Whorled Milkweed - Unassuming Yet Important
Whorled Milkweed – Asclepias verticillata – is a petite, pretty, and rather delicate-looking native perennial that excels as a butterfly host plant providing food and habitat for Monarch Butterflies along with attracting scores of other pollinators.
Unlike its more dramatic siblings, Whorled milkweed blends in with grasses and is easily overlooked when not in bloom, but don’t let that fool you. It spreads prolifically via rhizome roots, and stays quite short for milkweed – rarely growing taller than two feet – but the sheer amount of leaf material can feed an army of hungry caterpillars. Once established in grasslands and prairies, its biomass probably exceeds that of all other milkweeds.
Many home gardeners have commented that Whorled Milkweed attracted more Monarchs and caterpillars than they’ve ever seen, even finding several chrysalides and witnessing Monarch butterflies emerging.
Sprays of abundant, tiny, fragrant white flowers bloom from mid-summer into autumn – among the last milkweeds to go dormant. This is a very valuable late-season food source for Monarch butterflies and their caterpillars.
The flowers also attract many solitary bees as well as honeybees, different wasp species, moths, butterflies, and skippers that drink nectar from the flowers, and crab spiders often hide in the clusters, hunting them. Small Milkweed Bugs, Milkweed Leaf Beetles, and Yellow Milkweed Aphids feed on the foliage, while ladybugs prey on the aphids.
In short, Whorled Milkweed is bustling with pollinators.
Hummingbirds love this plant, are attracted to the flowers, and use the fibers from the seeds as nesting material, making it an excellent choice for bird gardens and sanctuaries.
Whorled Milkweed is a pioneer species, meaning it grows first, establishing itself and stabilizing the soil prior to being shaded out by other, usually taller native plants that come after. It is one of the most widespread milkweed species in North America, the happiest growing on neglected, exposed soils with low nutrients and little competition.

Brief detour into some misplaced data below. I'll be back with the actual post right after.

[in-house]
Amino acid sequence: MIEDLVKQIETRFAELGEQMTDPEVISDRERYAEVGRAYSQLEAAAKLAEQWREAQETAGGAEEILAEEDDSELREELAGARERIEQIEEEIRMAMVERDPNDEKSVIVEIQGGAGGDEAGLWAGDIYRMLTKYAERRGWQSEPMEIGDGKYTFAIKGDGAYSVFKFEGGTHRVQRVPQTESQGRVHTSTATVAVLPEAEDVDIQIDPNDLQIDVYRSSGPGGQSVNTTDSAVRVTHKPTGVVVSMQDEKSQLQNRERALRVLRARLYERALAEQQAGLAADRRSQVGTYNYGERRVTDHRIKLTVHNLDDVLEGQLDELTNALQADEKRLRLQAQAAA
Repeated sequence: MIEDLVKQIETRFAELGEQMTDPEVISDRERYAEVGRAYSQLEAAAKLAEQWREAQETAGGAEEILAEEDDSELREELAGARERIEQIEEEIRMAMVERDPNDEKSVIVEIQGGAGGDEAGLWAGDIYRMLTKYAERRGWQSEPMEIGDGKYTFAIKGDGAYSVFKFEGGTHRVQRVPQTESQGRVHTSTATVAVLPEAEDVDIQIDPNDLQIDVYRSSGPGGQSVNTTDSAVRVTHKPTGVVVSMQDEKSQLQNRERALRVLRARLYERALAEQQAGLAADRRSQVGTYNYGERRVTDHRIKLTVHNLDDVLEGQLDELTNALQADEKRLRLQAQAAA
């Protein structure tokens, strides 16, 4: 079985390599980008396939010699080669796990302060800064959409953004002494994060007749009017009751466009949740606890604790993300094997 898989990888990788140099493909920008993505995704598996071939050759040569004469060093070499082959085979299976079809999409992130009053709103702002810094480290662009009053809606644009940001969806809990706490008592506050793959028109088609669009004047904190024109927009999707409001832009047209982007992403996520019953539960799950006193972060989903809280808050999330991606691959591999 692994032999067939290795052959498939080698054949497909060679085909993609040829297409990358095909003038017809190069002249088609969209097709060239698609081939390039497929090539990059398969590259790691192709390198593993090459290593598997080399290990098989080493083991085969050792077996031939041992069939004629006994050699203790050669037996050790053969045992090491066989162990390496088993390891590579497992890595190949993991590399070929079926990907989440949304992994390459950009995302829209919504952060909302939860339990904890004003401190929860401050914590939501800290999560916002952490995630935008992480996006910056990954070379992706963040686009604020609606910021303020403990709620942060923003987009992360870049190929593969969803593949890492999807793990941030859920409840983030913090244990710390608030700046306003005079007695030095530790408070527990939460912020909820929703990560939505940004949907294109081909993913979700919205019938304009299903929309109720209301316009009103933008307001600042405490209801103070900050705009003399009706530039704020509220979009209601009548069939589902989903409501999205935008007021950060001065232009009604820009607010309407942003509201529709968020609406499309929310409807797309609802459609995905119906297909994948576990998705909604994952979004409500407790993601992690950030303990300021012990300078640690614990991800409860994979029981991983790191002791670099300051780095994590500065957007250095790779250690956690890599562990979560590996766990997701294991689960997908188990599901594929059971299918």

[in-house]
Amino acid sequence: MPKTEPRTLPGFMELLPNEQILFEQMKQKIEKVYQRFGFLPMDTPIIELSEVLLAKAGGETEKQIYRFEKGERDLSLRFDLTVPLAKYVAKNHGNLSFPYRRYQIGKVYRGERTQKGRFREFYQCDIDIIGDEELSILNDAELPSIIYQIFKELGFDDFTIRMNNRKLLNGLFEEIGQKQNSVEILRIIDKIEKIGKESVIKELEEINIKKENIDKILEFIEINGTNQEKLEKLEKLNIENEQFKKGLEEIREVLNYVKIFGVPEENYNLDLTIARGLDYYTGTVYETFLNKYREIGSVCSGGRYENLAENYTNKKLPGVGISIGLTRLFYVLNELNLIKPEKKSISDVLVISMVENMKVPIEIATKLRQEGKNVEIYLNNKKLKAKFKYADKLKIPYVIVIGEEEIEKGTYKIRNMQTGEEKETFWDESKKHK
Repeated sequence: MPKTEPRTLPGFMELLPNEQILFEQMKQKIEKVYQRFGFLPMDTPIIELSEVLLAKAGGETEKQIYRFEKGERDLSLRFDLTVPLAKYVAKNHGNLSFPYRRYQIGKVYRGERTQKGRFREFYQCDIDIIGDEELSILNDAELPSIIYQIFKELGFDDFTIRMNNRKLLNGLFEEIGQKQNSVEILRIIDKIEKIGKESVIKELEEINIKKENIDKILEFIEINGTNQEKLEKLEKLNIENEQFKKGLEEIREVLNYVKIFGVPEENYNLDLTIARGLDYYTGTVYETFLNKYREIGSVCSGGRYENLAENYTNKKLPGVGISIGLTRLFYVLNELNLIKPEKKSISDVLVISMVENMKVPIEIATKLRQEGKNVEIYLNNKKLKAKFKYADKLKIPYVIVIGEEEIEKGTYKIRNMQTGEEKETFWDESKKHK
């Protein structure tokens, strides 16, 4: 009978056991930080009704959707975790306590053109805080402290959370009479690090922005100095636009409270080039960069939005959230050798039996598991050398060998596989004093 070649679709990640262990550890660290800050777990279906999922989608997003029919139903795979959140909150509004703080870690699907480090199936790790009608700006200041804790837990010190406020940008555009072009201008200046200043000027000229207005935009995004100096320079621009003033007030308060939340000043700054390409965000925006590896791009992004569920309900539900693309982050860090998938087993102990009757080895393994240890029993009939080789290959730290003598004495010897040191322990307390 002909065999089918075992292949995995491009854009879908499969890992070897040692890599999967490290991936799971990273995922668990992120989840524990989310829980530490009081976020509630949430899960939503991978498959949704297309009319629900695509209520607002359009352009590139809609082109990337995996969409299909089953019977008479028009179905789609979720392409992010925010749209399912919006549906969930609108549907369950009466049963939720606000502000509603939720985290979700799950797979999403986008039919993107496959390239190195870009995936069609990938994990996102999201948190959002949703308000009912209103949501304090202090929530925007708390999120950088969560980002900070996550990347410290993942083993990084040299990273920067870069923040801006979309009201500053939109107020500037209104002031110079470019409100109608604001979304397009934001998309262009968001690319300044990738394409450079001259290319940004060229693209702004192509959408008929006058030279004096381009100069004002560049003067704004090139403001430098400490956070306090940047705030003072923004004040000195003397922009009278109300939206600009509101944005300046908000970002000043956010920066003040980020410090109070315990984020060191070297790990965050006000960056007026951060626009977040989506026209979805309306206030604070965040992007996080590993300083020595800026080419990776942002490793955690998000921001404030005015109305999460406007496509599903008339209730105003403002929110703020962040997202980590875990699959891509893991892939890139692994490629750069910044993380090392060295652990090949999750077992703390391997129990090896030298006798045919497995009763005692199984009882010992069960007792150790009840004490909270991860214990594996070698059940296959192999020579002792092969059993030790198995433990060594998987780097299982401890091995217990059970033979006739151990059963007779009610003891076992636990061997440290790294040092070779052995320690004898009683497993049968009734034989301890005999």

Habitats include upland prairies, sand prairies, gravel prairies, hill prairies, openings in rocky upland forests, sandy savannas, limestone glades, rocky bluffs along major rivers, bluegrass meadows, pastures and abandoned fields, grassy slopes along highways, fallow fields, open woods, and waste areas.
Thanks to these traits, it is often used in restoration projects for dry prairies and meadows or simply to naturalize a neglected plot of land.
Asclepias verticillata is a deep-rooted North American native perennial that forms colonies from its root system, which is fibrous and rhizomatous. If allowed, the rhizomes will spread and produce numerous clones.
As an early succession species, Whorled Milkweed naturally spreads into unoccupied spaces but other, taller perennials will eventually outcompete it. Use this trait to your benefit by thinning seedlings to provide space for adult plants to thrive and spread. Alternatively, densely plant taller surrounding plants as a barrier to slow their spread. Both of these approaches, as well as deadheading, help to manage their numbers.
Please note, this species has one of the highest concentrations of cardiac glycosides, the toxins taken up by Monarch larvae as a defense mechanism against predators. It is poisonous to livestock and horses and should not be allowed to spread into pastures or other grazing areas. Due to the toxins, it is extremely bitter and is usually avoided by most animals.
May through September
Will These Grow in My Area?
The range of these milkweed species is not limited to Arizona but in most cases the entire southwest and beyond. Refer to the USDA map link and please realize that a milkweed species can grow and thrive outside of the areas listed if the conditions are favorable.